Fish Camp Brings Aboriginal History to Life

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Visitors to Huble Homestead Historic Site in Prince George can visit replicas of the original General Store, a trapper's cabin and blacksmith shop, and now they can walk through a First Nations fish camp as well. The Huble Homestead-Giscome Portage Heritage Society worked with the Lheidli T'enneh Band to create the fish camp, which showcases the achievements and contributions made by Aboriginal people in the area.

The first project of its kind in Prince George, the First Nations Fish Camp recreates a typical fish camp from the 1920s. Members of the Lheidli T'enneh Band are employed at the Fish Camp and are actively sharing their cultural experiences with the community. The project received funding from 2010 Legacies Now's Innovations program.

"We wish to continue our partnership with the Lheidli T'enneh in order to provide members of the band with employment at the historic site as heritage interpreters," said Krystal Etter, operations manager for Huble Homestead. "And we want to provide a venue where the band can educate the public on aspects of their cultural heritage."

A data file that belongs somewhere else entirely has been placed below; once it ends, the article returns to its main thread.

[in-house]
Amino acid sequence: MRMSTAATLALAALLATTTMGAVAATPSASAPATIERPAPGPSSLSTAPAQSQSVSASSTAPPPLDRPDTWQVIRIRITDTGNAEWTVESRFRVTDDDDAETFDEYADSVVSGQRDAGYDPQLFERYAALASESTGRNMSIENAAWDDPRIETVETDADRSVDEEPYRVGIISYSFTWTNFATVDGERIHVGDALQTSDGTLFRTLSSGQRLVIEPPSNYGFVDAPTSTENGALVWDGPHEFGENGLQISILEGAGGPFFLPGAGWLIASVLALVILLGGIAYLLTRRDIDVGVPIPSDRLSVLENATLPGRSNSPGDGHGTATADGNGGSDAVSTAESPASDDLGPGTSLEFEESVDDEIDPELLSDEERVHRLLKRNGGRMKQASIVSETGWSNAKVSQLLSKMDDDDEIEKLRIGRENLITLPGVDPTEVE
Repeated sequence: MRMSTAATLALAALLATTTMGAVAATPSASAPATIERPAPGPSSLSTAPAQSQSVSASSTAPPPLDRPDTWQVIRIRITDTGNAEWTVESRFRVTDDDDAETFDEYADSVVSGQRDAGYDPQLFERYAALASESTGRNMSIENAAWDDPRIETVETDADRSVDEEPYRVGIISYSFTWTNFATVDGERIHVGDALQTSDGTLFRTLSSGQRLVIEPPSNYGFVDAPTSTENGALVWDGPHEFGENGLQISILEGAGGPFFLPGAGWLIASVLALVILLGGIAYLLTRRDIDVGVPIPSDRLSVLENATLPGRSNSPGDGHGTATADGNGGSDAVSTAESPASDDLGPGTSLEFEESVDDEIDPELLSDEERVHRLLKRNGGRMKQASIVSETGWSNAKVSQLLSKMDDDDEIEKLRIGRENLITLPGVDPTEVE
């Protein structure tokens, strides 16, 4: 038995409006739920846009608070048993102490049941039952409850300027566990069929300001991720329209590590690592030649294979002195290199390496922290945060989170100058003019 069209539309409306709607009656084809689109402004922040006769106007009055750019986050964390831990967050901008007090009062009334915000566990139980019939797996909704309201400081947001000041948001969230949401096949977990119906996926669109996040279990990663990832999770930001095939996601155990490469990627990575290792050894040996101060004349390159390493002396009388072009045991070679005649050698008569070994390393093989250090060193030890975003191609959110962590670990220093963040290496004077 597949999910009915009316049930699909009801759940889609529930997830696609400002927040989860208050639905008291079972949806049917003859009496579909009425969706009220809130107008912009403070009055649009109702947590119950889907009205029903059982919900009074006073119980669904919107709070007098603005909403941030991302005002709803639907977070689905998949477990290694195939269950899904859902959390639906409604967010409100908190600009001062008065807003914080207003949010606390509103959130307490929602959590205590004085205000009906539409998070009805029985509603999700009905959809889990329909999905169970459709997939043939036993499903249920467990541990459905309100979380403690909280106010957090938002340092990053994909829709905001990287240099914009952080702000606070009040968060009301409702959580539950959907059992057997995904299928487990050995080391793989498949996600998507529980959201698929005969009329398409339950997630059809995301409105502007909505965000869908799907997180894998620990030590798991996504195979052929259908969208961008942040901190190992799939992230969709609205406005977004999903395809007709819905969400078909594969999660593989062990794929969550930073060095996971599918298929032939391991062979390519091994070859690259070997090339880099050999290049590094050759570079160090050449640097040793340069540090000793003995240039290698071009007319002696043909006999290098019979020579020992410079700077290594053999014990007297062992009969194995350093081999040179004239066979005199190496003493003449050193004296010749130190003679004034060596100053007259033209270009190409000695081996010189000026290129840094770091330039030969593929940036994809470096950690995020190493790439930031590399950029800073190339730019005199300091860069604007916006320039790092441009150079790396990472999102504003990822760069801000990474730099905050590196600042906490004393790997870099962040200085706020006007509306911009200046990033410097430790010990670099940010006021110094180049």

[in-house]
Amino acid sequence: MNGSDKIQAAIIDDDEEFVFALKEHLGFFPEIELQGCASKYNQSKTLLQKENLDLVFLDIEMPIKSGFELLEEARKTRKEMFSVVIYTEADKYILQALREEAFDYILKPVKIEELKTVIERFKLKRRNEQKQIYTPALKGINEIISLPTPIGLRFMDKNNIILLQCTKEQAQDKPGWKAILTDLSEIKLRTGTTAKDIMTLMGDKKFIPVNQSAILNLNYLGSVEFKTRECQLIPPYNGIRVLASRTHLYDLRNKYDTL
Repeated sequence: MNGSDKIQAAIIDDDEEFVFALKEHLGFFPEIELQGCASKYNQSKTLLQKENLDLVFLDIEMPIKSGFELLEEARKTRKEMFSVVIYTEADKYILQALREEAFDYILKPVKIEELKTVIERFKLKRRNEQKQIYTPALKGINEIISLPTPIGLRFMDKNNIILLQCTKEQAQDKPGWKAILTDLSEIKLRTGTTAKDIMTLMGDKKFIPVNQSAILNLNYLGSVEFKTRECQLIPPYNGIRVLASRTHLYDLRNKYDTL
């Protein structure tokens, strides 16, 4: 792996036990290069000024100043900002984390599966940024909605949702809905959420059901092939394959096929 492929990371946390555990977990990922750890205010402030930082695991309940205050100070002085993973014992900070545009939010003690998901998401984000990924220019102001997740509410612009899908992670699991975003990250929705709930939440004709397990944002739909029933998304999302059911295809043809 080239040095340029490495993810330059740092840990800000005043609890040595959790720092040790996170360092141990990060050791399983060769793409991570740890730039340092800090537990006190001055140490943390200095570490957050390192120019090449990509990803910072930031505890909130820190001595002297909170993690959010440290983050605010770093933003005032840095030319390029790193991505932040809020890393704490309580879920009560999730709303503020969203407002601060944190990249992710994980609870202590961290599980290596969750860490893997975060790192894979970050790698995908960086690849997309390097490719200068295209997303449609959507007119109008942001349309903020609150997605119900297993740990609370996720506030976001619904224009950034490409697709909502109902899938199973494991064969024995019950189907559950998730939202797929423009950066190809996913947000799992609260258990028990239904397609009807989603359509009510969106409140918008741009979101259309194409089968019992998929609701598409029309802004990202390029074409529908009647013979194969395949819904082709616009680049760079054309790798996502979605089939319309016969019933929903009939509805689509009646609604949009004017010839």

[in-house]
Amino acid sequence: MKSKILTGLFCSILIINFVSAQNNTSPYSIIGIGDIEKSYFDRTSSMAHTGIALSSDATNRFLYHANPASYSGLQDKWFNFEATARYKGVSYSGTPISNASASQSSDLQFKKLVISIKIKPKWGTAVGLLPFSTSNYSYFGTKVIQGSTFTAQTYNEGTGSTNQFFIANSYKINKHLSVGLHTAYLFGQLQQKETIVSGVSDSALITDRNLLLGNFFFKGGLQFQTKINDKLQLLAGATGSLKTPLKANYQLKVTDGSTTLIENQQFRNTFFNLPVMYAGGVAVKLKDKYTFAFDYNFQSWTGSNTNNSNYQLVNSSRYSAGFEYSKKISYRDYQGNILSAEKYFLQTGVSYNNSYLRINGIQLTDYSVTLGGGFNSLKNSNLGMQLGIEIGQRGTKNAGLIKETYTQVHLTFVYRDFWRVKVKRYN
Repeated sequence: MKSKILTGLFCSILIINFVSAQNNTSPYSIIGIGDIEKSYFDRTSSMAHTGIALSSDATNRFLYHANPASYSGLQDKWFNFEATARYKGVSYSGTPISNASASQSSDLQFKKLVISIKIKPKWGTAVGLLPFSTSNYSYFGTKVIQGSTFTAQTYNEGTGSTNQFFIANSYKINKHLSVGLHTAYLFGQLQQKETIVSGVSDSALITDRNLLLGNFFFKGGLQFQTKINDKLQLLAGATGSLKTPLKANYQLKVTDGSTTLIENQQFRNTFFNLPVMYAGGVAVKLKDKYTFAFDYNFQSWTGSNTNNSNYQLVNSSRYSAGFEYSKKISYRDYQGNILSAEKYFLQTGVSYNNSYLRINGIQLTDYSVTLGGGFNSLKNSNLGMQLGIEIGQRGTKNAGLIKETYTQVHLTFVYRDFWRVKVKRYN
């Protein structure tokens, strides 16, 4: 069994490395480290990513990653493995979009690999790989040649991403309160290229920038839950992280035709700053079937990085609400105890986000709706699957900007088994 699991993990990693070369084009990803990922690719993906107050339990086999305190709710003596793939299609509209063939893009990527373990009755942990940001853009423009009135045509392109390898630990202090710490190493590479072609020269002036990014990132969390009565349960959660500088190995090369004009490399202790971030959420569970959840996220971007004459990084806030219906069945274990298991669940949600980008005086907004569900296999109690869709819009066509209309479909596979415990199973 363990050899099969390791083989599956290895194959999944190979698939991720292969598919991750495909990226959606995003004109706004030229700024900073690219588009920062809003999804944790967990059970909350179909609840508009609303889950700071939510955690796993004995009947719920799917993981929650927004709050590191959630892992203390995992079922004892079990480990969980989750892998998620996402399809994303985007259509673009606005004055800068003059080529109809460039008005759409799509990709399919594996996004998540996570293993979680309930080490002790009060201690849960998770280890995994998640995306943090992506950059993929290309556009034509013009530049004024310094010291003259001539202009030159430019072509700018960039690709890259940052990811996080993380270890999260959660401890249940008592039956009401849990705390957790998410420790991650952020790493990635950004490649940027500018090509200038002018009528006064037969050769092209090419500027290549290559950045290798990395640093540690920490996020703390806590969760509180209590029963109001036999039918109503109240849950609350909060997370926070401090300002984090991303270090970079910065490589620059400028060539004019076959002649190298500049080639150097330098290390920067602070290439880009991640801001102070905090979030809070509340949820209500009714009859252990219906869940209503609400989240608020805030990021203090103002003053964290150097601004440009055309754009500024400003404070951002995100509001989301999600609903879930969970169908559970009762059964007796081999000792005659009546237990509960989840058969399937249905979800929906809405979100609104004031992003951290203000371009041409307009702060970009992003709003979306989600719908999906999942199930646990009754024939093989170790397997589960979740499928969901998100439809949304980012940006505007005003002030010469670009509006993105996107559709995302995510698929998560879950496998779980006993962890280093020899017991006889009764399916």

The First Nations Fish Camp will remain a working component of the existing historical interpretive site at Huble Homestead, providing families in the Prince George region and visitors to the area with access to a low-cost educational activity and a wealth of information on local First Nations groups.

"The Society would like to thank 2010 Legacies Now for its generous contribution to this project," said Etter. "Though the Fish Camp is still a work in progress, it has been well received and we are eager to continue incorporating it as fully as possible into our traditional operations."

Innovations invests in arts, cultural and heritage organizations wishing to create new opportunities for community members to participate in arts and cultural activities. The program is supported by the Province of British Columbia.